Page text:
Otherwise his likes were not so strong as his dislikes, or at any rate not so ready; and yet in his heart even Jan soon found himself admiring a number of fellows to whom he never dreamt of speaking before they spoke to him. Head and chief of these was Cave major, who was already in the Eleven, and who got his football colours after the first match. How the whole house clapped him in hall that night at tea! The only notice he had ever taken of Jan was to relieve him of Carpenter’s yellow-back novel, which the great man read and passed on to another member of the Fifteen in another house. To the owner of the book that honour was sufficient solace; but neither new boy had ever encountered quite so heroic a figure as the great Charles Cave. Then there was Sprawson – Mother Sprawson, to Cave and Loder – reputed a tremendous runner, but seen to be several things besides. Sprawson amused Jan immensely by carrying an empty spirit-flask in his pocket, and sometimes behaving as though he had just emptied it; he was rather a bully, but more of a humorist, who would administer a whole box of pills prescribed for himself to some unfortunate urchin in no need of them; and yet when he drew Jan in the house fives, and was consequently knocked out in the first round, nobody could have taken a defeat or treated a partner better. Then there were Stratten and Jellicoe. Stratten seemed a very perfect gentleman, and Jellicoe a distinct though fiery one; they were always about arm-in-arm together, or playing fives on the inner court; and Jan enjoyed watching them when he could not get a game himself on the outer. At closer range he developed a more intimate appreciation of Joyce, with his bad language and his good heart, and of Bingley and his joyous interest in violent crime.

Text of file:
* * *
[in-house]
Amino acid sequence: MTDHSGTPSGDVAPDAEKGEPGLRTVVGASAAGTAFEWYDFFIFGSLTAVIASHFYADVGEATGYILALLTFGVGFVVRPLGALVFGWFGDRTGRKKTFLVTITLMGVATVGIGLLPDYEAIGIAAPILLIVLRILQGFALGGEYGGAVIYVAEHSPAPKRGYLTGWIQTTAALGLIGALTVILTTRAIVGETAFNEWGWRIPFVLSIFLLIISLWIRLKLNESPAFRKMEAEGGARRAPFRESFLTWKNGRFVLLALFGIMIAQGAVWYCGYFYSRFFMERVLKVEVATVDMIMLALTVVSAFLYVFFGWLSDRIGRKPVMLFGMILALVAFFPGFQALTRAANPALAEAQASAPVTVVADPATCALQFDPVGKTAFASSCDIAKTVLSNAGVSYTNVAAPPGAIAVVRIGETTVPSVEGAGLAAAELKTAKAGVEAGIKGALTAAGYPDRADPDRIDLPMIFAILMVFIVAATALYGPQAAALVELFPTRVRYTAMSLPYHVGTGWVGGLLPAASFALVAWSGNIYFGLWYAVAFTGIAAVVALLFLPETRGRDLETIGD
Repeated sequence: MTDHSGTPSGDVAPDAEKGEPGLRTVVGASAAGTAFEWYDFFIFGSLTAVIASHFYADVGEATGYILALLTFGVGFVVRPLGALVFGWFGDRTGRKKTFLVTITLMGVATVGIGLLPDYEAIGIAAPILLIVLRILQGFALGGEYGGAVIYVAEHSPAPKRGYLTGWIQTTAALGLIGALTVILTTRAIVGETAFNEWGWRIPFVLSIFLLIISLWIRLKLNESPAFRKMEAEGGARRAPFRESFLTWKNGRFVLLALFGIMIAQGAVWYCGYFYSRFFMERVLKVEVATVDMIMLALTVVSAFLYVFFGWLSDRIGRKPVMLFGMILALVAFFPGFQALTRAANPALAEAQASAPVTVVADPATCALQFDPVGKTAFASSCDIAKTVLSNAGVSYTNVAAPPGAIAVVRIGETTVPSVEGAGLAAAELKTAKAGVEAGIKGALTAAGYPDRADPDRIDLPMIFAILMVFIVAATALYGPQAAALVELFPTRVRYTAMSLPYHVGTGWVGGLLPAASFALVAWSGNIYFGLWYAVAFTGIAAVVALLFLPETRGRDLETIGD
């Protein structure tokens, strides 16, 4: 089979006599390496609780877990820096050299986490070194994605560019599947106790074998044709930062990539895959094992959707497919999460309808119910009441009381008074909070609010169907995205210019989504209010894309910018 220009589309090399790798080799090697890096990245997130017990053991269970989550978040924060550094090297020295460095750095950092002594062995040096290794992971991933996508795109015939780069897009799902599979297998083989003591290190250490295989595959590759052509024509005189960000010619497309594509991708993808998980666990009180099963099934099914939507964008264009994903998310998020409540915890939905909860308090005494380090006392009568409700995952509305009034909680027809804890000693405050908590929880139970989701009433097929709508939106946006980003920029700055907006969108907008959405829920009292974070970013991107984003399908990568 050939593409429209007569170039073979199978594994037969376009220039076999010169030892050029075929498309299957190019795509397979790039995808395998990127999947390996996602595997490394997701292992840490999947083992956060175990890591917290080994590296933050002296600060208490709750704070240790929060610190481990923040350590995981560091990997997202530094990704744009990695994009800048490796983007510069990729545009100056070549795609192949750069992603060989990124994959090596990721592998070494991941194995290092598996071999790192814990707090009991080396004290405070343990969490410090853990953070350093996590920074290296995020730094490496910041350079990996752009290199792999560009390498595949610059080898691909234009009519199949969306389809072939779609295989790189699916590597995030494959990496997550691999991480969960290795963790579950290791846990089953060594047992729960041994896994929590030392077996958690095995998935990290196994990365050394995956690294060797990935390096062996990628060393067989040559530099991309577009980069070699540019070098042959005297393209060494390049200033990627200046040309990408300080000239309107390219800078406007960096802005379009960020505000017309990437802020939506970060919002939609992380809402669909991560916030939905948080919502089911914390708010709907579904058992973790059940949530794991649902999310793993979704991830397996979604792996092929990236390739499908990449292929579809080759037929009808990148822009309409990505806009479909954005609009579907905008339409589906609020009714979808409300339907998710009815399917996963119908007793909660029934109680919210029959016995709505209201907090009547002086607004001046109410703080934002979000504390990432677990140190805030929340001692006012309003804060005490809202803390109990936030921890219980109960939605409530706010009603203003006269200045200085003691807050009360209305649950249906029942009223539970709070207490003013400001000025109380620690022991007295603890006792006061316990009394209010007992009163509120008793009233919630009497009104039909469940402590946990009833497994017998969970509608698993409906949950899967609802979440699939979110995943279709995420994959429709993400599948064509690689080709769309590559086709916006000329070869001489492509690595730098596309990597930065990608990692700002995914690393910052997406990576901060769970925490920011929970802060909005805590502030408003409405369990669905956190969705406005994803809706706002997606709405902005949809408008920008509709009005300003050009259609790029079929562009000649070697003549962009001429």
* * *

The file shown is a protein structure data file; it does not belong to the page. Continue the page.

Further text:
As for old Bob Heriot, he completely upset all Jan’s ideas about schoolmasters. He was never in the least angry, yet even Cave major looked less dashing in his presence, and the likes of Shockley ludicrously small. Not that his house saw too much of Heriot. He was not the kind of master who is continually in and out of his own quad. His sway was felt rather than enforced. But he had a brisk and cheery word with the flower of the house most nights after prayers, and somehow Jan and others of his size generally lingered in the background to hear what he had to say; he never embarrassed them by taking too much notice of them before their betters, and seldom chilled them by taking none at all. The Shockley fraternity, however, had not a good word to say for poor Mr. Heriot. And that was not the least of his merits in Jan’s eyes.